The specs indicate that the pen has tilt sensitivity up to around 60 degrees. I don't utilize pen tilt much in my digital painting technique, but I tried it briefly with an airbrush and it worked remarkably well.
The stylus moves very smoothly across the surface, and it is a joy to hold and to work with. Plus, I don't ever have to worry about charging the stylus!
Assembly is a simple job, the connection itself is also quite obvious.
It uses an HDMI port, and supports USB-C to USB-C connection.
Powered up, the color range and brightness of the tablet are wonderful, the display is bright and sharp, and all of the colors are beautiful.
you can access and download the drivers on the XP-Pen official website . Since I already had the XP-Pen drivers on my PC, adding the Artist 22 2nd Generation to my system was a snap. I just plugged in the cables, turned the device on and it worked right away with no conflicts or drops in PC performance.
Commissioning software is not as obvious as the instruction suggests. To find out how to fine-tune my iMac and Artist 22 2nd Generation through the system preferences, I had to study XP-Pen's instructional video on YouTube .
But once you have set the preferences in basic, the steering works very smoothly and the settings work well with you. I found the setup and ease of use on the Mac to be very good. Things worked for the most part.
If you're used to a regular XP-Pen tablet, it runs fairly smoothly and you get excited about the extras that the Artist 22 2nd Generation brings in terms of control and software.
XP-Pen Artist 22 2nd Generation official website：https://www.xp-pen.com/product/855.html
Digital Painting Experience
I'm a graphic designer and it's an awesome tool for illustrations and photo editing, and works great as secondary monitor for a laptop ( although I use an iMAC ). It's nice that they included a stand.
The XP-Pen Artist 22 2nd Generation has worked flawlessly from day one, easy setup and registry, no dead pixels, and the pen performance and accuracy are spot on. The tablet can detect the presence of the pen a few cms from the screen.
The screen is great and has a matte film to make it feel like paper. The display itself is beautiful and the colour, contrast and sharpness is spot on. Awesome for digital drawings, sketches, portraits, etc.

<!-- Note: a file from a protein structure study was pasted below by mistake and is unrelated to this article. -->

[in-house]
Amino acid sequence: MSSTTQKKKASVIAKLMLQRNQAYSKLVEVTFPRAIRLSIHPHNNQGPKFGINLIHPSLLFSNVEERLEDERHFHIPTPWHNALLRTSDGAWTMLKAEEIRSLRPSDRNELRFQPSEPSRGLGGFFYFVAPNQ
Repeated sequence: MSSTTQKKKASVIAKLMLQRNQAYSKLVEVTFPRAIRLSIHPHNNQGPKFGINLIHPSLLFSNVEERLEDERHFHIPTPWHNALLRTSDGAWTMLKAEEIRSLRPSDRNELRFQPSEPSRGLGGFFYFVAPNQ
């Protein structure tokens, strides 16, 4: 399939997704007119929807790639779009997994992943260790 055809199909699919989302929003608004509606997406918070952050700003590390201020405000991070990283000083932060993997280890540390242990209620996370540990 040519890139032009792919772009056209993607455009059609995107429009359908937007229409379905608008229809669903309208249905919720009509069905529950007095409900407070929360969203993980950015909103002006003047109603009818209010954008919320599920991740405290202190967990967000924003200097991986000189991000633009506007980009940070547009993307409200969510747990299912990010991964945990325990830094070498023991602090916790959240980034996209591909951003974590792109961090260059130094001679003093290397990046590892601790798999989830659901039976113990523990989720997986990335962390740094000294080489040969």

I did calibration and at the top left and bottom right corner cursor aligns good. I tried to draw lines using a ruler and get the single straight line. All of them don't have a little curved or wavy.
Another benefit of the larger screen is that you have much more work space to play with. My layers and tools menus are no longer in the way of the painting which allows me to channel all my focus on the work rather than having to pan constantly because of the menus which becomes rather cumbersome.
When I was painting in the examples below, adding the details on the Artist 22 2nd Generation makes you want to go on forever.you just get drawn into your work. It is getting ever so close to the experience of traditional painting and drawing.
I have used the XP-Pen tablet for years for digital art in Photoshop. I use Photoshop for some my renderings and drawings……some I like to have the sketch as the underly for the rendering or have the sketch over top of it for a more loose look and the line quality is being smoothly.
Photoshop's pen/painting tools aren't quite as robust as other art programs that are more designed from the ground up for smooth, natural tablet feel.
When I use Paint Tool SAI ( a great little Japanese program with no bloat, amazing tools and a low footprint) my inking lines are as smooth and defined as when I use a brush.
you can chose one out of three softwares ArtRage 5, openCanvas, or Cartoon Animator 4 which comes with Artist 22 2nd Generation product purchase. but notice that openCanvas 7 is not available for Mac system.
Free digital painting and illustration software options are becoming more available in recent years. Here are some great alternatives to Adobe Photoshop. Krita, MyPaint , GIMP, FireAlpaca & MediBang Paint ,Autodesk Sketchbook.... you can have a try with these.
If you're one of those people who have a XP-Pen Deco or a Wacom Intuos or any other tablet without the screen I would highly recommend the XP-Pen Artist range. The hand eye coordination is so vital to the artist and the XP-Pen Artist offers that for you . however I wouldn't suggest a beginner to go out and buy a Artist 22 2nd Generation but rather get confident using a Bamboo or an Intuos first then consider upgrading.
This is a very high quality product. Price-wise it is Affordable. The benefit of the super, large screen and sophisticated inclining stand completely outweighs its price tag ( $499.99 ).
The XP-Pen is a worthy contender of being the best budget graphics tablet out there. When you look at some of the competition coming in at well over one thousand dollars, you can see why this is such an appealing piece of kit.
I feel kind of excited having a much bigger digital workspace.Furthermore the level of engagement I have with my work just makes me want to draw on it all the time! I use this every day. I love the big display and ease of use. Overall, I am happy with the purchase.
I would of loved to had this XP-Pen Artist 22 2nd Generation to be 2K Resolution but that would be more expensive. I can honestly say that the Artist 22 2nd Generation has finally given me the drawing experience I've waited my whole life for. This is by far the best and the most comfortable experience that I ever had with a graphics tablet.
If you've ever coveted a full-size pen display but haven't had the budget to make it a reality, the new Artist 22 2nd Generation could very well be the pen display you've been waiting for .
So if you are considering upgrading your tablet and you have a couple grand saved up , I say go for it! You won't regret it!